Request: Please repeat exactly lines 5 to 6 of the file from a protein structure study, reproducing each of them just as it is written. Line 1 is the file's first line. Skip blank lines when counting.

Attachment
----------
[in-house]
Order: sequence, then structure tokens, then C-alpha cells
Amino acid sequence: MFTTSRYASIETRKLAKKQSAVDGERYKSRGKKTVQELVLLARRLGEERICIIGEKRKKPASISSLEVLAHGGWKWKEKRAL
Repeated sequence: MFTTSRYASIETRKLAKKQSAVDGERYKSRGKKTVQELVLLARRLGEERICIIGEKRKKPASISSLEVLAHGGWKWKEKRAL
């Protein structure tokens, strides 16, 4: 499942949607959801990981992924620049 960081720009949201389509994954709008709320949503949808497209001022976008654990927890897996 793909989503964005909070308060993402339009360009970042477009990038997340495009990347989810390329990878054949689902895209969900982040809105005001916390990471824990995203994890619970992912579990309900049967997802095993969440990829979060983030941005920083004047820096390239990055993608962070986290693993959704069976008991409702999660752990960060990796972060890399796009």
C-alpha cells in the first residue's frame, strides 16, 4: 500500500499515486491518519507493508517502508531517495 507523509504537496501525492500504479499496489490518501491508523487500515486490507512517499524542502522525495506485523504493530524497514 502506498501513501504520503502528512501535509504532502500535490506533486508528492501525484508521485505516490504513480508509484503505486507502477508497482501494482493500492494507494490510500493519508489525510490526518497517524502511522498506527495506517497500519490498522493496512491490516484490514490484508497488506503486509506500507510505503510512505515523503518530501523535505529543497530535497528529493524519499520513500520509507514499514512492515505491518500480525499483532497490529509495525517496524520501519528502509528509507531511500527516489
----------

């Protein structure tokens, strides 16, 4: 499942949607959801990981992924620049 960081720009949201389509994954709008709320949503949808497209001022976008654990927890897996 793909989503964005909070308060993402339009360009970042477009990038997340495009990347989810390329990878054949689902895209969900982040809105005001916390990471824990995203994890619970992912579990309900049967997802095993969440990829979060983030941005920083004047820096390239990055993608962070986290693993959704069976008991409702999660752990960060990796972060890399796009």
C-alpha cells in the first residue's frame, strides 16, 4: 500500500499515486491518519507493508517502508531517495 507523509504537496501525492500504479499496489490518501491508523487500515486490507512517499524542502522525495506485523504493530524497514 502506498501513501504520503502528512501535509504532502500535490506533486508528492501525484508521485505516490504513480508509484503505486507502477508497482501494482493500492494507494490510500493519508489525510490526518497517524502511522498506527495506517497500519490498522493496512491490516484490514490484508497488506503486509506500507510505503510512505515523503518530501523535505529543497530535497528529493524519499520513500520509507514499514512492515505491518500480525499483532497490529509495525517496524520501519528502509528509507531511500527516489